What I yearn for as a photographer is someone who will connect the work of photographers to that of sculptors and painters of the past. –Irving Penn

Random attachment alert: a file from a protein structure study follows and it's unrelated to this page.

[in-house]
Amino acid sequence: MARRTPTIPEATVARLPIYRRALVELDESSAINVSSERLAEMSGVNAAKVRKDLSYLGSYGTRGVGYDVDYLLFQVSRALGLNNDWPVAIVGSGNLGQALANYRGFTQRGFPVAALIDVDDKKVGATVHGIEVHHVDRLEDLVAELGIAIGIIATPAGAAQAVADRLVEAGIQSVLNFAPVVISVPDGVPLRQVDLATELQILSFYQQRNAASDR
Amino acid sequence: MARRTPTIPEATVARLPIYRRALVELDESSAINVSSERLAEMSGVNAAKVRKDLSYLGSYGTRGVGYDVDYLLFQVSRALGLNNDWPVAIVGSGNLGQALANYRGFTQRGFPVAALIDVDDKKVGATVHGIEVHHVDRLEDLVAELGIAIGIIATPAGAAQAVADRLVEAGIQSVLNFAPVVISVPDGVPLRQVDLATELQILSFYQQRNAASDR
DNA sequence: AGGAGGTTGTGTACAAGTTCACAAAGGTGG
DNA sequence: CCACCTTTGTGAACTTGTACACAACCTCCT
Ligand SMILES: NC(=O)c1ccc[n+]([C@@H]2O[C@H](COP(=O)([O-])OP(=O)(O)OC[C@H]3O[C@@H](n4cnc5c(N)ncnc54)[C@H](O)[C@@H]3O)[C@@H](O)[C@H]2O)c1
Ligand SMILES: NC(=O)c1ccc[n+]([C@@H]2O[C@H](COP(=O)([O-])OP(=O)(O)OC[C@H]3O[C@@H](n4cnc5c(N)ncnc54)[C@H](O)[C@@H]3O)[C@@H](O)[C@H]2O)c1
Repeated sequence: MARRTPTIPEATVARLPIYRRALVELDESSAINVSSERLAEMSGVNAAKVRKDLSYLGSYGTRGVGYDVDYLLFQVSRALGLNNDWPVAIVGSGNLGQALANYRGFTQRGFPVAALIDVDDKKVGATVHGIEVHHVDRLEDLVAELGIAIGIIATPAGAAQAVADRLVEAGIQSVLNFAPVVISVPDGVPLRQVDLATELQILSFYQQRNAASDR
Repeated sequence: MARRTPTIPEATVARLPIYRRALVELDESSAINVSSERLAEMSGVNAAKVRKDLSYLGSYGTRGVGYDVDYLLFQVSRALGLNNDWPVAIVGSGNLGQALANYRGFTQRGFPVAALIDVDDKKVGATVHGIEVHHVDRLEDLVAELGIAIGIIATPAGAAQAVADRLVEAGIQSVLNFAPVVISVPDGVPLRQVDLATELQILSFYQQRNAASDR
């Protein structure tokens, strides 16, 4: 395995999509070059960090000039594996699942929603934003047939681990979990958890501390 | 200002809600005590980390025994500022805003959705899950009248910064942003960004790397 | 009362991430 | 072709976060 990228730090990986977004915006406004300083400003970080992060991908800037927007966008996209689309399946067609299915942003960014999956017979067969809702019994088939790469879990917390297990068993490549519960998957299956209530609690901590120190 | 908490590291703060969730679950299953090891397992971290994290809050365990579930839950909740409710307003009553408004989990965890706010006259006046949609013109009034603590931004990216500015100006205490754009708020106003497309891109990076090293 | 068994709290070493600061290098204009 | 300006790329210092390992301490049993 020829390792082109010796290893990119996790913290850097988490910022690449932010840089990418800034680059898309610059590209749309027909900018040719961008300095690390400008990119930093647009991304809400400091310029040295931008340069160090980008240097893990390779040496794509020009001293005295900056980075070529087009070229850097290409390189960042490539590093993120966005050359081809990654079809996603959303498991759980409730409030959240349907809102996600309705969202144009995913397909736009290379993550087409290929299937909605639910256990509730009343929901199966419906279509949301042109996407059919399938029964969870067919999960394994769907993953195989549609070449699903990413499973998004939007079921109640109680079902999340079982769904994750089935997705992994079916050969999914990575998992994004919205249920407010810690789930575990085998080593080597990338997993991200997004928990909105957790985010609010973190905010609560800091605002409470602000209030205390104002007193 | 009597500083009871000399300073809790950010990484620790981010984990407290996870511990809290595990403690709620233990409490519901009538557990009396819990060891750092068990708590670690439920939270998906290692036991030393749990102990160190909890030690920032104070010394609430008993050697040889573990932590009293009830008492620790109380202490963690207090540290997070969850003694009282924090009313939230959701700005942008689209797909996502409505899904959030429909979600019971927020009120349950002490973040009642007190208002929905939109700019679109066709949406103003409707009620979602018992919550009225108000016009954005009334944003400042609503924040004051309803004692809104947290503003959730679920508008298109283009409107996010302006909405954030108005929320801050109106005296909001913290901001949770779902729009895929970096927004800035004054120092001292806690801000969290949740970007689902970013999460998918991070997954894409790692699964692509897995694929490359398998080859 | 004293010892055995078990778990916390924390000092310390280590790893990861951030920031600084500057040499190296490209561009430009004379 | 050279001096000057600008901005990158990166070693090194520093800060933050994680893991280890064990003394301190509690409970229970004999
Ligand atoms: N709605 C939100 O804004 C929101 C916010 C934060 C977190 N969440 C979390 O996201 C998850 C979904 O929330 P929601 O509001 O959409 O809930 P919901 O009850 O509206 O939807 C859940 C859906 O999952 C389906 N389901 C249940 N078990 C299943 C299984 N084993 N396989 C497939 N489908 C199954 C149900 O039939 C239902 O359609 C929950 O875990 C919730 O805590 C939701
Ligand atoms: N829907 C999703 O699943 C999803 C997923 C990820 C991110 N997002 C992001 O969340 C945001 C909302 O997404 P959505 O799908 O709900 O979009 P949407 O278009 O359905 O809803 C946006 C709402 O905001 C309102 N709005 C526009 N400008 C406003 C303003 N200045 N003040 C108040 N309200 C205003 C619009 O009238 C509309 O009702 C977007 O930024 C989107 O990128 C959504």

Spanning from 1939 to the early 2000s, the works in this exhibition is accompanied by rarely seen archival materials and preparatory sketches, which articulate Irving Penn’s notion of “photographism.” Though trained as a painter, Irving Penn (1917–2009) began working as a photographer in the 1940s for high-fashion magazines, notably Vogue, one of the few platforms where experimental photography could be shown at the time. Integrating the printed page of the magazine while also distinguishing itself from this ground, Penn’s work radically modernized various genres of photography, including still life, portraiture, and editorial fashion photography. His unique stylistic approach – what Penn termed his “photographism” – consisted in a formal distillation that drew from print media’s typography and graphic design, as well as the fine arts of drawing, painting, and sculpture, among others.